The most recent episode of This American Life tackles the important question of America’s dysfunctional patent system. They focus on Nathan Myhrvold’s company, Intellectual Ventures, which exists purely to amass patents in order to threaten to sue firms with actual products and extort them for settlement money. Myhrvold is, by all accounts, a brilliant man and he seems to have taken a really poorly designed system and figured out a brilliant way to put his brilliance to work finding ways to make huge sums of money destroying the economy rather than coming up with useful products to sell to people. But TAL also delves into the increasing tendency of large firms to spend time acquiring patent portfolios as purely protective measures. They know that any good product they release will become the subject of patent litigation, so they need an arsenal of counterclaims to make in order to be able to settle the lawsuits in a reasonable even-handed way. The whole thing’s great.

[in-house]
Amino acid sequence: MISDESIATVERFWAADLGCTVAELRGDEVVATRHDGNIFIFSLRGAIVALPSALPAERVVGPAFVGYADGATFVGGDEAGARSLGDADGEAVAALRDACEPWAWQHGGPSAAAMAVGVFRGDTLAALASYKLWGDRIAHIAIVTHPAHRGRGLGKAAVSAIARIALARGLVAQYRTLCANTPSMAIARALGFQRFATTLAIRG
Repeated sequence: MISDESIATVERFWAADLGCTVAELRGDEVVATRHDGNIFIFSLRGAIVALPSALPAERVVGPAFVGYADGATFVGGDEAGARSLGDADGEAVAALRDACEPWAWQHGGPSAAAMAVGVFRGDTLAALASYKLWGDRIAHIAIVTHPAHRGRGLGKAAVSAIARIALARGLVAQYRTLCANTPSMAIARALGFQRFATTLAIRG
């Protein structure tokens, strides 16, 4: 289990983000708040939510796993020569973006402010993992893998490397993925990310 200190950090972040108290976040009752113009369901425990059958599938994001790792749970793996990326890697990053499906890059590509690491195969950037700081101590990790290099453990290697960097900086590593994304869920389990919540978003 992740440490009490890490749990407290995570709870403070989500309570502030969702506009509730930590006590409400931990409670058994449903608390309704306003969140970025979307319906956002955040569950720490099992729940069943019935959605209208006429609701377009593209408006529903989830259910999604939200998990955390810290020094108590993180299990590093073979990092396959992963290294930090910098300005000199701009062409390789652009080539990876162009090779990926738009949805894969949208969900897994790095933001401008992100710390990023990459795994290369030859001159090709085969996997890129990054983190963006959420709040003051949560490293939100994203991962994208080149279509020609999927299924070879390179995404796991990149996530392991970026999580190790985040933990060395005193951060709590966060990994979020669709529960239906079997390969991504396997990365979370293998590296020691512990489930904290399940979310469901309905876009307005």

Felix Salmon loved it too, but I think he’s wrong to say that “Chuck Schumer’s bill taking aim at business-method patents in the financial industry is a good start.” Schumer’s bill actually strikes me as the perfect example of America going to hell in a handbasket. Rather than the elites who are injured by the current system working to reform the system, they’re working to forge a loophole for themselves. If they succeed, the reform coalition will get even weaker.